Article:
3: Is the price right?
Budgets are tight
Tight government budgets have meant that schools, prisons and hospitals in particular are looking for a good deal. Wholesalers that can offer competitive and consistent pricing are in a good position to capitalise. HM Prison Birmingham’s kitchen manager Chris Marlby says: “We are in such a cost-driven environment so it’s often down to the products that offer the best value for money.”
But a drop in price doesn’t mean compromising on quality and the pressure is on for wholesalers to provide the best possible credentials at the most competitive price. “Eighty per cent of our fruit and veg is fresh and I’m looking for the best value for money – it doesn’t necessarily mean the cheapest, just the best quality for the price,” says James Varghese.
4: Green is good
Fresh, provenance and animal welfare
As a nation, we are becoming increasingly concerned about what we are eating and where it has come from. This is further enforced by changing regulations that ensure that our food has minimal impact on the environment. “We only have three deliveries a week, to cut down on our carbon footprint, and all our chip fat goes back to our supplier to use as biodiesel,” says Varghese.
Julia Dowsett of London Catering Schools Group says: “Ninety per cent of our food is freshly cooked on-site – all our meat is locally sourced and fresh. We are fully dedicated to supporting animal welfare standards, and work with other certifications including Red Tractor, Freedom Food and Organic.”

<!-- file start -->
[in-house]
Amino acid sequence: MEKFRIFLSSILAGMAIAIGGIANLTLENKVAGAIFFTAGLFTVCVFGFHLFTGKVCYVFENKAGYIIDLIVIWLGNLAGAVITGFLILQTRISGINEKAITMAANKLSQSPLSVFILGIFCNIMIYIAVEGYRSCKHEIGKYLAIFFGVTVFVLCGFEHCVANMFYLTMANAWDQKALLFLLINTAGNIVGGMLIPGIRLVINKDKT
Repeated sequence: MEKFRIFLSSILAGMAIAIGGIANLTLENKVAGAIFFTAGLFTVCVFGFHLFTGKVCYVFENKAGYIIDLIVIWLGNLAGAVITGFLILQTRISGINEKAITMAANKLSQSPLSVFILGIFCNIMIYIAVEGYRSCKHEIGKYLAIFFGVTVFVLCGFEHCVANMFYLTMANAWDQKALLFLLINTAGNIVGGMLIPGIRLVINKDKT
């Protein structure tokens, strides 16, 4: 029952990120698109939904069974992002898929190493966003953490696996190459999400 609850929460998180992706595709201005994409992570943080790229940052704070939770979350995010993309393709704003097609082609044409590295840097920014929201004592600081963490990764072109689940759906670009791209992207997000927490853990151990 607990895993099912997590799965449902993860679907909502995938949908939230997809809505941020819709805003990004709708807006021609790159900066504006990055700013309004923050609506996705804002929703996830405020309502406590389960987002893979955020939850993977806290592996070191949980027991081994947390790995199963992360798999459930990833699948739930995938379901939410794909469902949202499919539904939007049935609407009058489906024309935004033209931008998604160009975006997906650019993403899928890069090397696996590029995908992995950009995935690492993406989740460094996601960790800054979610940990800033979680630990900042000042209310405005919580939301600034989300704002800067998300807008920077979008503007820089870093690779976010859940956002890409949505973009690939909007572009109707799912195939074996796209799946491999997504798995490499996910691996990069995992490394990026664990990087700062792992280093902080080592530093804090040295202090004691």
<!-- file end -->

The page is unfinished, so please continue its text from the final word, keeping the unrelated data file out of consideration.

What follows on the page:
For school catering specialist Absolutely Catering, environmental credentials are critical. “They are heavily considered when we decide which supplier to use, but there is also increasing demand for the Food for Life Catering Mark accreditation.”
The mark is an indication that food providers are taking steps to use fresh ingredients and comply with national nutrition standards. It has been cited by NHS England as a way to improve hospital food and by the Department for Education as a national framework to support caterers to increase uptake of quality school meals.
5: Service is still king
Don’t devalue good rapport
Many schools, hospitals and universities make their decisions about ‘where to buy’ using a procurement consultant, or decisions are made further up the pecking order at head office. But service is still critical and unhappy customers will feed back to head office.
Sue Haynes at Stokefield Residential Care Home says: “If an order turns up with something missing or is late then the wholesaler needs to be able to communicate with us and rectify it. If they can’t, then they risk losing us as a customer. A good rapport between us and the wholesaler is essential – communication as well as cost-effectiveness is the best way to attract customers.”
James Varghese agrees. “I have stopped using suppliers in the past because they no longer come to see me,” he says.